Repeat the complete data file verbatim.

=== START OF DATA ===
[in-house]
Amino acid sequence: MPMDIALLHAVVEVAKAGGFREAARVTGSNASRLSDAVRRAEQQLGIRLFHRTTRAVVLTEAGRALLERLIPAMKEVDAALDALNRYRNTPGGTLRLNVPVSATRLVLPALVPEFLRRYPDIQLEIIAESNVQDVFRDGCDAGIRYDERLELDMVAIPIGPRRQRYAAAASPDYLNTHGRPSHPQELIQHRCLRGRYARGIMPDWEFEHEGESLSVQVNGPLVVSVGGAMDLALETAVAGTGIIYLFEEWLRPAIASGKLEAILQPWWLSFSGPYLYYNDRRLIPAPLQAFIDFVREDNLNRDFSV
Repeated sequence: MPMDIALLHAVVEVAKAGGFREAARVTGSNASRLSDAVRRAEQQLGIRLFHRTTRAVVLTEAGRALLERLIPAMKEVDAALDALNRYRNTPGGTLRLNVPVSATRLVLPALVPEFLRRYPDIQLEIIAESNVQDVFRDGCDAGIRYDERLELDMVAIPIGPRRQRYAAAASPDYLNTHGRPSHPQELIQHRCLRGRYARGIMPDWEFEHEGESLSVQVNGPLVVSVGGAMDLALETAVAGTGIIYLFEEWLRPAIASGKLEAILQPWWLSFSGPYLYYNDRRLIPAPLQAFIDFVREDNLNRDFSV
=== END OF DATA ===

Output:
[in-house]
Amino acid sequence: MPMDIALLHAVVEVAKAGGFREAARVTGSNASRLSDAVRRAEQQLGIRLFHRTTRAVVLTEAGRALLERLIPAMKEVDAALDALNRYRNTPGGTLRLNVPVSATRLVLPALVPEFLRRYPDIQLEIIAESNVQDVFRDGCDAGIRYDERLELDMVAIPIGPRRQRYAAAASPDYLNTHGRPSHPQELIQHRCLRGRYARGIMPDWEFEHEGESLSVQVNGPLVVSVGGAMDLALETAVAGTGIIYLFEEWLRPAIASGKLEAILQPWWLSFSGPYLYYNDRRLIPAPLQAFIDFVREDNLNRDFSV
Repeated sequence: MPMDIALLHAVVEVAKAGGFREAARVTGSNASRLSDAVRRAEQQLGIRLFHRTTRAVVLTEAGRALLERLIPAMKEVDAALDALNRYRNTPGGTLRLNVPVSATRLVLPALVPEFLRRYPDIQLEIIAESNVQDVFRDGCDAGIRYDERLELDMVAIPIGPRRQRYAAAASPDYLNTHGRPSHPQELIQHRCLRGRYARGIMPDWEFEHEGESLSVQVNGPLVVSVGGAMDLALETAVAGTGIIYLFEEWLRPAIASGKLEAILQPWWLSFSGPYLYYNDRRLIPAPLQAFIDFVREDNLNRDFSV